Let’s be honest: sometimes TCKs are hard to talk to. Our lives are peppered with un-relatable anecdotes, travel across borders is as commonplace as a trip to the grocery store, and we are often behind the curve on pop culture. It’s what makes us special snowflakes, but it can make us confusing as well. So here’s a tool to for our non-TCK friends and relatives—a guide of sorts: 5 ways to respond to the ups and downs of TCK conversation. If you’re reading this as a non-TCK, congratulations, you’ve made a step in understanding this hidden culture!
Scenario 1: You’ve encountered a TCK and in conversation you’ve discovered they haven’t seen a quintessential classic movie from childhood, like Goonies or Star Wars (yes, those people exist). Or they’ve never heard of a famous band or actor. Don’t say: “OMG, I can’t believe you have seen/heard of that!” Instead, introduce them to this pop culture phenomenon by saying,
“It’s amazing! Next time we hang out we will watch/listen to/experience this thing together.”
Instead of building a wall of differences, this allows you to share your culture with them.
Scenario 2: Craziest vacation stories are being shared around the dinner table. A death-defying Grand Canyon trip, camping in Yosemite, a politically-minded tour around DC, and a jungle surviving training exercise in the tropics…wait! What!? That’s right, your TCK friend has just shared a travel story no one can relate to. Don’t say: “That’s crazy, Kevin! Why would you even want to do something like that?” This is not a question that encourages an answer. It’s a way to shut Kevin down. Instead, try:
“Wow! What kind of stuff did you learn?”
This way Kevin feels heard and appreciated. Plus, you’ve shown interest in him and his home. Trust me, a little goes a long way.
Scenario 3: You’re dating a TCK, and it’s great! They’re cultured, get along with your family well, and can romance you in many languages. It’s never boring. But, he’s really—I mean really—touchy-feely with his friends and family. Don’t say, “It’s weird how you interact with you family and friends; it’s, like, too affectionate.” You’ve just made him feel wrong somehow. Instead say:
“It’s great how close you are with you friends and family. How did you reach that level of affection?”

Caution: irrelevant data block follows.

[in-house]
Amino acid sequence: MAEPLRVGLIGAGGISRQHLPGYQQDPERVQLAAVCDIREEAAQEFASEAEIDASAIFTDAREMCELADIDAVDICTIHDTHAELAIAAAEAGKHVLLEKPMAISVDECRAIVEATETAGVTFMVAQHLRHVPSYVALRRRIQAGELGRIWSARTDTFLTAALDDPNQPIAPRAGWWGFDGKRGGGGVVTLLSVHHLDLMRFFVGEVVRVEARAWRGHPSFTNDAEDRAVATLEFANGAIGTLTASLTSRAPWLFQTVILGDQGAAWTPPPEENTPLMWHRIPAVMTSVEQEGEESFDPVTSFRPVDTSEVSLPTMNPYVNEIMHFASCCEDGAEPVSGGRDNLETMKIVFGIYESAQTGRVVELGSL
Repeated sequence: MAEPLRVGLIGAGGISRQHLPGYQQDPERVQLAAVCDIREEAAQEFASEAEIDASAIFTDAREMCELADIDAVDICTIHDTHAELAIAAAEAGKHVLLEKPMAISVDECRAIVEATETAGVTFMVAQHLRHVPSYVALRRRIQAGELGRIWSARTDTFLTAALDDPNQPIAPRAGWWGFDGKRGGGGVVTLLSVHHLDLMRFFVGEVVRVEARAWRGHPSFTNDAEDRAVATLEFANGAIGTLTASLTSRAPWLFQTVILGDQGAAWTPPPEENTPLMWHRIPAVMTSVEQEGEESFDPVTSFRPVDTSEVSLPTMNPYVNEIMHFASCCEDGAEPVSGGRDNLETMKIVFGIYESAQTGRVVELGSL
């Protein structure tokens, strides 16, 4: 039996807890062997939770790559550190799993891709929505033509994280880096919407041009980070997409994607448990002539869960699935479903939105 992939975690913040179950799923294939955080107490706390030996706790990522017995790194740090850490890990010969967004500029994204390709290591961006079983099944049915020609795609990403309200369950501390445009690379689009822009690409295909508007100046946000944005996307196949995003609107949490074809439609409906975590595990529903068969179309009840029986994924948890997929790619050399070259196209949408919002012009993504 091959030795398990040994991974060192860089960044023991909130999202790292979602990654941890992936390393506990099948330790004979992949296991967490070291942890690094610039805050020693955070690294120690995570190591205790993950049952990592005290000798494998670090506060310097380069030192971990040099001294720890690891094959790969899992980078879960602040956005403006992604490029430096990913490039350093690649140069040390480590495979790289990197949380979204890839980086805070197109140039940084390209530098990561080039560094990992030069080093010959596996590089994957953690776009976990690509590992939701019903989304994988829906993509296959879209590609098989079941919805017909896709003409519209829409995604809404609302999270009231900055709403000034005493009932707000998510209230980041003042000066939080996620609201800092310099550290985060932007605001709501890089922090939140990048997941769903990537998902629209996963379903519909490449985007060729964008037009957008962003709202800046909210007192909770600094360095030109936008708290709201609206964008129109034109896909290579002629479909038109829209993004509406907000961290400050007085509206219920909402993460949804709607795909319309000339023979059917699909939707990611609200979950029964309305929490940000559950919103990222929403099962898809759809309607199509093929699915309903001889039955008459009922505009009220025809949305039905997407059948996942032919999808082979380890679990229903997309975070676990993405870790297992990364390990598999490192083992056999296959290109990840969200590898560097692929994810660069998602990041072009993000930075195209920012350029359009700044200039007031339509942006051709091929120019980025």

You’ve acknowledged that you’ve noticed the closeness but you’re allowing them to share that part of themselves with you.
Scenario 4: Your TCK friend is seriously crying about saying goodbye to someone they’ve known for a month, a week, or less. Don’t say: “You barely know them, I think you’re overreacting a bit.” Whoa! Yes, to you it might seem extreme, but to them that person represents the many goodbyes they’ve said in their lives—too many to count really. Instead say,
“You really connected with so-and-so. Tell me about your friendship.”
Here you are not belittling their emotions, but instead trying to understand where they are coming from.
Scenario 5: Your TCK friend bursts into your room. Their parents are flying them and a friend home to their former host country for a holiday, and they want you to come! Don’t say: “Sorry, it’s a really busy time for me.” Instead,
Experiencing someone’s home with them is a great treasure, and they are asking you to share that with them. GO!
And, this is essential: don’t complain about this country to your TCK friend. Save that for your mom when you get home. Eat everything; experience everything; don’t be controlled by fear. It will change you and your relationship with your friend.
If you take these principles and apply them to your conversations, you will ask thoughtful questions and open doors for connection. Thank you for loving the TCKs in your life so well!